Sleaze Roxx: You realize ‘Shot In The Dark’ is out of print again? I picked up a copy as an import from Japan.
Alan Niven: Ruben, Ruben you want to hear the worst one? ‘Psycho City’ was deleted as we left Capitol. It was basically a ‘fuck you’ from Capitol to us. It took me twenty years to get Capitol to realize that they could be selling this record and making money from it. It wasn’t until I was talking to the head of business affairs who said, “You’re kidding me? This record hasn’t been available for sale for 20 years?” I was like ‘Thank You!’ I’ve been trying to tell you this for the last 20 years [laughs]! I think ‘Once Bitten…’ and ‘Psycho City’ are the best studio albums and to have one of them out of print for 20 years was just ridiculous. That’s record companies for you Ruben.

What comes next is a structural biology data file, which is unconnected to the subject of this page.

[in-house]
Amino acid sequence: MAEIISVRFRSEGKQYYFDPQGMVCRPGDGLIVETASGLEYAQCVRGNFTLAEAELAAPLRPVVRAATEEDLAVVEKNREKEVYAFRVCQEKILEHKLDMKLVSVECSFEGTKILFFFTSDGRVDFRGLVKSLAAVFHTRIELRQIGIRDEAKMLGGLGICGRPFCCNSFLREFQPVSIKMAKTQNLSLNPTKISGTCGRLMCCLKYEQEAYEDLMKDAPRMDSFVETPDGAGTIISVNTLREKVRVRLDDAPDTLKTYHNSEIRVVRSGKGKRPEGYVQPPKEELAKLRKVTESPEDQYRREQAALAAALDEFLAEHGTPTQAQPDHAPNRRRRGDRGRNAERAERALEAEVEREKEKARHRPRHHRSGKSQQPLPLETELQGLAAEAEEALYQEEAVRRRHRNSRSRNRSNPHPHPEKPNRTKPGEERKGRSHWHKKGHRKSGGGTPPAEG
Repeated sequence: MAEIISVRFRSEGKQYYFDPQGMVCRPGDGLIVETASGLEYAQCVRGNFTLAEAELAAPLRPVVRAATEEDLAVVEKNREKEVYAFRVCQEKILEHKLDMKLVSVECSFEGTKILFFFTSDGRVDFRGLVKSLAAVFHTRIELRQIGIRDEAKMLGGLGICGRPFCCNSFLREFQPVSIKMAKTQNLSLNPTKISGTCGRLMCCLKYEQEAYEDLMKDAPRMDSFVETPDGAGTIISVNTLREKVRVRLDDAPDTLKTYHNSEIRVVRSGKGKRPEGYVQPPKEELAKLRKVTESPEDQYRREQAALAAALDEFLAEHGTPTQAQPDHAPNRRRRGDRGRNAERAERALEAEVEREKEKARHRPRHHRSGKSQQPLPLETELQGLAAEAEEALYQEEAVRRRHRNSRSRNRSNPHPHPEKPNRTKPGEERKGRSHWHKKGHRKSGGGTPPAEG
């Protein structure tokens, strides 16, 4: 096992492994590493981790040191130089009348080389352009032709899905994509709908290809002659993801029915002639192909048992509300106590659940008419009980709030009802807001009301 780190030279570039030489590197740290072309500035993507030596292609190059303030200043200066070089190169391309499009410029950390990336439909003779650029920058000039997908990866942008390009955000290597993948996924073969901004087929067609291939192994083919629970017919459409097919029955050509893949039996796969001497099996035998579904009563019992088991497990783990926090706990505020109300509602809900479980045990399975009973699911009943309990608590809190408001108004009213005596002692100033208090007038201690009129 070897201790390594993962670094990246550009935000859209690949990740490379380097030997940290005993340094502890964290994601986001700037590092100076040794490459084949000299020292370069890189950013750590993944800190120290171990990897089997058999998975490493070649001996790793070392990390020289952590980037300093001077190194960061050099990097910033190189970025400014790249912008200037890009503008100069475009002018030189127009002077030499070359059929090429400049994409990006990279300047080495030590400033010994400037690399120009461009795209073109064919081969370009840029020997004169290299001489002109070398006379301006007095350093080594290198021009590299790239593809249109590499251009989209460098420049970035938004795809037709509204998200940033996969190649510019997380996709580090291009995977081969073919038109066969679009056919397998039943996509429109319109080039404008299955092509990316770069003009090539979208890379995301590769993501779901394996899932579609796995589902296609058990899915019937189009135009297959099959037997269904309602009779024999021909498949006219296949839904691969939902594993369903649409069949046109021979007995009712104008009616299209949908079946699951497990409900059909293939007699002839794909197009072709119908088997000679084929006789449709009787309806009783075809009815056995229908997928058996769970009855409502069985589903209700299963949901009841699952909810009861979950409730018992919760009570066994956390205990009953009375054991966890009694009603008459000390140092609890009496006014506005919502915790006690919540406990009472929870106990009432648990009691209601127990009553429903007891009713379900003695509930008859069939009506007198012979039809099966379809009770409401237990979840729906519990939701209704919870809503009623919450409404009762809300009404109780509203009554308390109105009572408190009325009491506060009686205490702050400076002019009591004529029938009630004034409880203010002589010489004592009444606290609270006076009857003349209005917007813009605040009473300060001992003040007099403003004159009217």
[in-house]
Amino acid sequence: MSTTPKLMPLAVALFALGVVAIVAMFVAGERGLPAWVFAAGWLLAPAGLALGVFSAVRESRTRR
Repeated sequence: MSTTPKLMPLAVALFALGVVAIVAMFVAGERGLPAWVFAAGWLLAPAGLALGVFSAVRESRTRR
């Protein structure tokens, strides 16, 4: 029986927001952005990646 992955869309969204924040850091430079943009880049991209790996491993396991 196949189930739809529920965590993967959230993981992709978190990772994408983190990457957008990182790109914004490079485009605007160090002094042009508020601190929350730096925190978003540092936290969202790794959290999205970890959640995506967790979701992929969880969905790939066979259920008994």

Sleaze Roxx: I clearly recall the first time I saw the “Rock Me” music video. There was something different happing there that was a departure from what was happening in ‘rock music’ at the time. The bluesy lick, the harmonica and… then the video.
Alan Niven: Well, don’t forget the song opened up with the bass! Who does that [laughs]? I have a story about that video. I have a photo of Lorne Black in my office — God rest his soul. The day of the shoot was his last day with this band. It had taken me a year and a half to get this band resigned to Capitol Records. I felt that we had made a worthwhile record. We were about to spend about $110,000 on a video and Lorne [Black] shows up in a ‘cocaine haze’ two and a half hours late. That was his last day. I felt like, “If this is what the band means to you after the five year battle we had to get to this stage, you’re not the guy for this band.” It was sad, but that his last day with us shooting that video.